default-lease-time 600;
max-lease-time 7200;

Dynamic DNS

If you are managing a local DNS server in this environment, you may want the DNS entry for a device to be updated automatically, when it is assigned an IP address (or the address changes).

ddns-update-style none;

Authoritative

If this DHCP server is the official DHCP server for the local network, the authoritative directive should be uncommented.

authoritative;

Custom Log File

Use this to send dhcp log messages to a different log file (you also have to hack syslog.conf to complete the redirection).

log-facility local7;

Exclusions

Here, we exclude the first 9 IP addresses from the range so that they can be used by dedicated (statically assigned) devices.

subnet 10.5.5.0 netmask 255.255.255.0 {
  range 10.5.5.10 10.5.5.253;
  option domain-name-servers dns.myhome.local;
  option domain-name "myhome.local";
  option routers 10.5.5.1;
  option broadcast-address 10.5.5.255;
  default-lease-time 600;
  max-lease-time 7200;
}

PXE

This static address is for a PXE (Preboot Execution Environment) service which can be used for booting devices from the network, for diagnostics tools, installation, and diskless terminals (like the LTSP (Linux Terminal Server Project – ltsp.org)

host pxe {
  hardware ethernet 0:0:ab:dd:ee:ab;
  fixed-address 10.5.5.3;
}

Kiosk

This static address is for a kiosk (LTSP device) which will boot from the network, and run a GUI interface and web browser. These have many uses, but you can think of them as a “smart device” in your home network.

host kiosk {
  hardware ethernet 0:0:c0:6d:aa:ff;
  fixed-address 10.5.5.6;
  next-server 10.5.5.3;
  filename "ltsp/ltsp.pxe";
}

Now that you have your dhcpd.conf file they way your want/need it, you will need to start the DHCP Server service. Before you do that though, you must first disable any DHCP server that is already running on your network (like on your router). Once that has been disabled on your router, start the service (refer to the installation guide you may have followed earlier for instructions on how to start the service).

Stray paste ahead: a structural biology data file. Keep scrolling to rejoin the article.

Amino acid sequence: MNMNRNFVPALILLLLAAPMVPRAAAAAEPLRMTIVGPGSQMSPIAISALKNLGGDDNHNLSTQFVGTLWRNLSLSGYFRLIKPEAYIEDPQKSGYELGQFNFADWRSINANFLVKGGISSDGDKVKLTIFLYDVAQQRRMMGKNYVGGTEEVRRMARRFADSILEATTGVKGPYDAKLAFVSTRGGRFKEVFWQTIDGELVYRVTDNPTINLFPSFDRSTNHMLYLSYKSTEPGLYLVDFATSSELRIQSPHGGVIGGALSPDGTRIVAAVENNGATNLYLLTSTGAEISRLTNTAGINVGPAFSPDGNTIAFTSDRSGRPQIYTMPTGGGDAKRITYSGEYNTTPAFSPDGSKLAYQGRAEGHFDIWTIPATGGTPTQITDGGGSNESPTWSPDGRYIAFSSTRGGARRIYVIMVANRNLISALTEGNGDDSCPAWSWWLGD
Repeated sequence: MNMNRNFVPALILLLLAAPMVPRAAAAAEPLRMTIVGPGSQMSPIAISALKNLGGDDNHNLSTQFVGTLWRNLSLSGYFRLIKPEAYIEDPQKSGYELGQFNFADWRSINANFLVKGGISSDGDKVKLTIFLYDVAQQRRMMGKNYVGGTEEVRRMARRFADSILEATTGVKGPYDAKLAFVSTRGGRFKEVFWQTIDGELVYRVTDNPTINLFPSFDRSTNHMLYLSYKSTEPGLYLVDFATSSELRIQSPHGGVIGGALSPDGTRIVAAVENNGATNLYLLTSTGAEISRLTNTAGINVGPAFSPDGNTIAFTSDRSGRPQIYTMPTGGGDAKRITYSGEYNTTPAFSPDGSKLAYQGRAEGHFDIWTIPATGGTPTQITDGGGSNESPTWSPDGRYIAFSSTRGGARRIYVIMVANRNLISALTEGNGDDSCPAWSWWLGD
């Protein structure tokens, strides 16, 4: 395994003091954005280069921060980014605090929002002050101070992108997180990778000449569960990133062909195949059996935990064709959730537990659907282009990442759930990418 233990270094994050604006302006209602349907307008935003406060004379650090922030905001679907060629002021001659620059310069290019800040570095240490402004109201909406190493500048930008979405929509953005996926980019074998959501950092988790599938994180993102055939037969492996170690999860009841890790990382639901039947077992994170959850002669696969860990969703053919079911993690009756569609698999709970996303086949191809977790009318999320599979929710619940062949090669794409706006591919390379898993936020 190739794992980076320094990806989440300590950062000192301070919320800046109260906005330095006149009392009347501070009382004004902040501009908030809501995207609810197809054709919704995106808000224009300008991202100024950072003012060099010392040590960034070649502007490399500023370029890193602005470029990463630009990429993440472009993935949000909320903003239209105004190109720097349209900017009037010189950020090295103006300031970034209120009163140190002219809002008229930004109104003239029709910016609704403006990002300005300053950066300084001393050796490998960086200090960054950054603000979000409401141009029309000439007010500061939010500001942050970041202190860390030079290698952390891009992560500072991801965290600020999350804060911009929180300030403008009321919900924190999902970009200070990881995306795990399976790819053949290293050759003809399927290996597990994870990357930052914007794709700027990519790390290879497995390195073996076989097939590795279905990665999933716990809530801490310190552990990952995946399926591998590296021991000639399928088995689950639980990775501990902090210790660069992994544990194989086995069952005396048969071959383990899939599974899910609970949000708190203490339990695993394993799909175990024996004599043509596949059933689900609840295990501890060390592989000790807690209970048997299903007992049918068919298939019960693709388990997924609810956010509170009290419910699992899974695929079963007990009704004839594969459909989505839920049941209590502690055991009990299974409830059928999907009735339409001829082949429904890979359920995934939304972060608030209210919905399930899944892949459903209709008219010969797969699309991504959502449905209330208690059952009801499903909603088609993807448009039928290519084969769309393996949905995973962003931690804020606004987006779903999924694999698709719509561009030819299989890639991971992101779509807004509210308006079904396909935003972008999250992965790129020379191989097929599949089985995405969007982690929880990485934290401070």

If your network is large enough to require multiple subnets, you will have to do some planning in order to accomplish this. Remember, there can only be one “authoritative” DHCP server on any network. To accomplish having multiple subnets on your network, your network will need to be segmented in some way. Options include:

  • Multiple network interfaces on your DHCP server, each network interface serving one subnet, and each network interface plugged into a separate physical network (switch, router).
  • Multiple network interfaces on your DHCP server, each network interface configured to tag for a different VLAN, and plugged into a switch/router which supports (and is configured for) the corresponding VLAN tags
  • or, utilize VLAN tagging on your switches/routers, and use a DHCP-Relay / IP-Helper (if your switch/router supports it). Here is an example on a Cisco switch (assuming the IP address of the DHCP server is 10.5.5.5 and the the dhcp subnet/scope you want assign over this VLAN is 10.2.2.0/24:
!
interface Vlan2
description Wired CLients on 10.2.2
address 10.2.2.1 255.255.255.0
ip helper-address 10.5.5.5
!

There are many, many more DHCP Server options which you may want to investigate, depending upon your needs, but I hope this article enabled you to think beyond a simple setup and encourage you to try other options, and technologies, in your lab environment, home, or office.